Uilleann Pipes

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Uilleann pipes date back to the early 18th century and are native to Ireland and England. Since then, they have become strictly an Irish instrument as they did not survive in England. It is said they almost became extinct but regained popularity in the early 20th century. Today, uilleann pipes are enjoyed throughout the world, mainly in Ireland, North America, and Europe.

The bag is inflated while attached to only one arm.
This is why they are called "uilleann" pipes; uilleann means "elbow" in Irish.

Patsy Tuohy
Patsy Tuohy. Famous early 1900s Irish-American uilleann piper.
What are Uilleann pipes?
The pipes' design consists of three drones and three regulators. They are technically bagpipes, but are nothing like the "Highland Bagpipes" we associate with kilts and parades. Uilleann pipers do not wear kilts.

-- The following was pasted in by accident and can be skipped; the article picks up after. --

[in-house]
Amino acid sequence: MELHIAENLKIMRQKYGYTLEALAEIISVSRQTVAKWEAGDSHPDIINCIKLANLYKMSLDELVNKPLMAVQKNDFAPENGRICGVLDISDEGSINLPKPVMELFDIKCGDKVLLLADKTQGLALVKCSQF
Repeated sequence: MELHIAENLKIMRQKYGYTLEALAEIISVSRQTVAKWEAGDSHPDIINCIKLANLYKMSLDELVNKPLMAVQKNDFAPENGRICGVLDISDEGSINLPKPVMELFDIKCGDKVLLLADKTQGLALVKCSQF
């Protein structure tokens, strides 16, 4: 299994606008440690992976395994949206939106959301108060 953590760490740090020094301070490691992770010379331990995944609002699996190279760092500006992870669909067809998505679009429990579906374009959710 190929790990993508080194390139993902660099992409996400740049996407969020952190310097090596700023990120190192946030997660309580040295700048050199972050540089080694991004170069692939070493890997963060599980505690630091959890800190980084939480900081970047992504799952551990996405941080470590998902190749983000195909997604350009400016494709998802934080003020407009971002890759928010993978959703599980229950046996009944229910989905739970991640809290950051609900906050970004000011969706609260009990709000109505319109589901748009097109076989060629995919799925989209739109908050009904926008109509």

Uilleann pipes are usually no louder than a fiddle. Their unique design allows for a wider range than any other type of bagpipe. The bag is inflated with a bellows instead of with breath. This is what makes reaching the higher octave possible. Because of the range of uillean pipes, they are now used for any genre of music such as rock and jazz.

Uilleann pipes
How are Uilleann pipes played?
Uilleann pipes are played sitting. The bag is inflated with a bellows attached to one arm. The chanter plays the melody. There are usually three drones which may be switched on or off while playing. There are also three regulators (pipes which overlay the drones) that harmonize with the chanter and drones.
Playing pipes
Can I learn how to play? With two full octaves (unlike any other bagpipe) and many idiosyncrasies, the uilleann pipes are considered very difficult to play. If you are up for the challenge, here are some resources:

learn pipes
Other Interesting Sites: http://www.uilleann.com/links.html
Na Píobairí Uilleann, (The Uilleann Pipers)

Listen to a sample on the Seth Gallagher (pipe maker) website.

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